Depression rather than liver impairment reduces quality of life in patients with hepatitis C

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Objective: Patients with chronic hepatitis C (CHC) have a poorer quality of life than those with other chronic liver diseases. However, some of the factors that determine health-related quality of life (HRQOL) in these patients, such as the degree of liver fibrosis, are still controversial. Therefore, the aim of the present study was to investigate the impact of CHC on HRQOL by conducting clinical, psychiatric, and sociodemographic evaluations. Methods: One hundred and twenty-four consecutive patients attending a referral center for hepatitis were evaluated using the Mini-International Neuropsychiatry Interview, the Hamilton Depression Rating Scale, the Hospital Anxiety and Depression Scale, and the Medical Outcomes Study 36-Item Short-Form Health Survey. Multiple linear regression analyses were used to quantify independent associations between HRQOL and the clinical, psychiatric, and sociodemographic variables of interest. Results: Reduced HRQOL was independently associated with major depressive disorder (MDD) and with elevated levels of alanine aminotransferase, but was not associated with hepatic cirrhosis. Conclusions: MDD rather than the grade of liver fibrosis was strongly associated with HRQOL impairment in patients with CHC. These findings highlight that, in patients with CHC, the psychological effects of the disease deserve more attention and the implementation of integrated medical, psychiatric, and psychological care may be helpful.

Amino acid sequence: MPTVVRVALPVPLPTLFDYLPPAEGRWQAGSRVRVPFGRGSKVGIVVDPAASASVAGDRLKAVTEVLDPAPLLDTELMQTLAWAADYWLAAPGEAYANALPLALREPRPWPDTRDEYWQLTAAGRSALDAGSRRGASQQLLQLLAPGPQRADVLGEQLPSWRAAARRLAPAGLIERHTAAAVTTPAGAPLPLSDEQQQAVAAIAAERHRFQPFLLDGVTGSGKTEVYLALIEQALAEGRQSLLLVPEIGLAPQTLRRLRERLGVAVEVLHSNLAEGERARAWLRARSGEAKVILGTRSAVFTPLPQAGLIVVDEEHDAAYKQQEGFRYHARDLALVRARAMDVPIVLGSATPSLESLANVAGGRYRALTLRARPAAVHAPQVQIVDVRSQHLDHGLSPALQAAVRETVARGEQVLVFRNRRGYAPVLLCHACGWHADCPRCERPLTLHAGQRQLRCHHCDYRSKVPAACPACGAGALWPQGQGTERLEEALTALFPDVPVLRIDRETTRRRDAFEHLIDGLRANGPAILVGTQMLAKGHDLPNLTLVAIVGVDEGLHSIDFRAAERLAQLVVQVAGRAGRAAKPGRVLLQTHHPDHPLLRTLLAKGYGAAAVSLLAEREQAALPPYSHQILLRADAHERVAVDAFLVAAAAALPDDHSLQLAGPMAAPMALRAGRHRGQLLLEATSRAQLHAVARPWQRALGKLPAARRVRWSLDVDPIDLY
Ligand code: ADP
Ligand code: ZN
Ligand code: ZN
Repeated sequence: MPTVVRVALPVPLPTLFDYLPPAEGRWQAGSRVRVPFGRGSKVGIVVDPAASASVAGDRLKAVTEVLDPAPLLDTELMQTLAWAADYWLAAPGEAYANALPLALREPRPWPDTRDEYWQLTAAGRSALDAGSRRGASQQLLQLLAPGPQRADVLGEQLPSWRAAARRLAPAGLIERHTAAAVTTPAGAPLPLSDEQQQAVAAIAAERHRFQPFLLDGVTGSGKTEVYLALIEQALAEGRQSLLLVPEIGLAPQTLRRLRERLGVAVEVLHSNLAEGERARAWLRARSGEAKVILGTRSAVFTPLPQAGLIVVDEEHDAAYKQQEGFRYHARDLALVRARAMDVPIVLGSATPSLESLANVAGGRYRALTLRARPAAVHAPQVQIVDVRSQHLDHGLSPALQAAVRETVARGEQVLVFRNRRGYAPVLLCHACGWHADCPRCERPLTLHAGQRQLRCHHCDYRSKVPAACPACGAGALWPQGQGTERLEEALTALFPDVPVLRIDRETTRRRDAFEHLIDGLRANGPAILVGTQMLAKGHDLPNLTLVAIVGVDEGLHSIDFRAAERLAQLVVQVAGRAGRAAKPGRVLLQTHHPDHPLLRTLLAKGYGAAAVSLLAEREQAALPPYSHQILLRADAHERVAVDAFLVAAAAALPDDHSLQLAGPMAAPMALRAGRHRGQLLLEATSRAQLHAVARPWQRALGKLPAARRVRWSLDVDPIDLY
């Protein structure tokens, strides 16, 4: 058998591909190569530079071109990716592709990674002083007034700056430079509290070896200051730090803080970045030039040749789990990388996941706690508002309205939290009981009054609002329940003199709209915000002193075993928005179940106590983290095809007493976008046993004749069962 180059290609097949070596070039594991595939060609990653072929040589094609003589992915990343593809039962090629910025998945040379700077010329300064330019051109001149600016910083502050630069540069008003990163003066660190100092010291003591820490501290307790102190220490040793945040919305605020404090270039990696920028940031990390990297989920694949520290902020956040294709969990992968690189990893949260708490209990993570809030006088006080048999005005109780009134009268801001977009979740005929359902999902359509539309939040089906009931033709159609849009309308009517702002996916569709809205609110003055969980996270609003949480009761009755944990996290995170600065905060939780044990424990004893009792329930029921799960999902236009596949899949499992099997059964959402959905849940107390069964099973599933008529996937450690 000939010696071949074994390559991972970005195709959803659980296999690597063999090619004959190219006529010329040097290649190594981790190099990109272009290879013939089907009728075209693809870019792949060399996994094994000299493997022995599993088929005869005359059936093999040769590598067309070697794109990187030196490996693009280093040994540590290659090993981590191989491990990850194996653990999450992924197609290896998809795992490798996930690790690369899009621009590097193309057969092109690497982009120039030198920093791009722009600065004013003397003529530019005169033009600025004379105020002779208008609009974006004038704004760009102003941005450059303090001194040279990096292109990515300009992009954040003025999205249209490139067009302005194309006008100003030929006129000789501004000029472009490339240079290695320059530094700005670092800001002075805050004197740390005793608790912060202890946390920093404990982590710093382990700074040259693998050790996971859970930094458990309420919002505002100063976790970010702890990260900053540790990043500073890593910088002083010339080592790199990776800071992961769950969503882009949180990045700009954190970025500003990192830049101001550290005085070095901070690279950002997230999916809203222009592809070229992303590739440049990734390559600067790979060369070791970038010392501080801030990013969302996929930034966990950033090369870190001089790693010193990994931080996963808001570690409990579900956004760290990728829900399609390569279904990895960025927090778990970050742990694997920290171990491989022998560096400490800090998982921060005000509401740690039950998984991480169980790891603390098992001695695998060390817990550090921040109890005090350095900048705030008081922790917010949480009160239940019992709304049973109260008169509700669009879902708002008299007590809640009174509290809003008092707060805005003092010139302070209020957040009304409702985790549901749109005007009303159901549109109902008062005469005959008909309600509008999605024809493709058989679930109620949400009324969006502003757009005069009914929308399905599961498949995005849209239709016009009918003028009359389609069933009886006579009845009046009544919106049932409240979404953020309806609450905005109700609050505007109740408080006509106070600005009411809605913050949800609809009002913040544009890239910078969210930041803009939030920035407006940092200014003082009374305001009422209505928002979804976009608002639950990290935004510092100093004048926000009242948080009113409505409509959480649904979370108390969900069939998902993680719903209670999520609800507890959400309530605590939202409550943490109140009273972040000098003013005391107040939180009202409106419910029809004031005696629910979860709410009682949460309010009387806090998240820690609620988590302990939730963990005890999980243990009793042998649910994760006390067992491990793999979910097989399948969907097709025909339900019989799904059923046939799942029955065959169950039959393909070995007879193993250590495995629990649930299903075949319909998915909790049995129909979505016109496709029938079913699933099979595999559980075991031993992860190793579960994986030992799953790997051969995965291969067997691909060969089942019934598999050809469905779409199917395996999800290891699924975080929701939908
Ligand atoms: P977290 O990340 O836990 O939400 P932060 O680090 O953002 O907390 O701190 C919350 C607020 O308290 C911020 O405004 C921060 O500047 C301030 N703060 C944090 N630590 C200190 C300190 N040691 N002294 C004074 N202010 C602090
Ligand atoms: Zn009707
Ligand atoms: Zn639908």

Silva, L. D., da Cunha, C. C., da Cunha, L. R., Araújo, R. F., Barcelos, V. M., Menta, P. L., … Gontijo, E. D. (2015). Depression rather than liver impairment reduces quality of life in patients with hepatitis C. Revista Brasileira de Psiquiatria, 37(1), 21–30.

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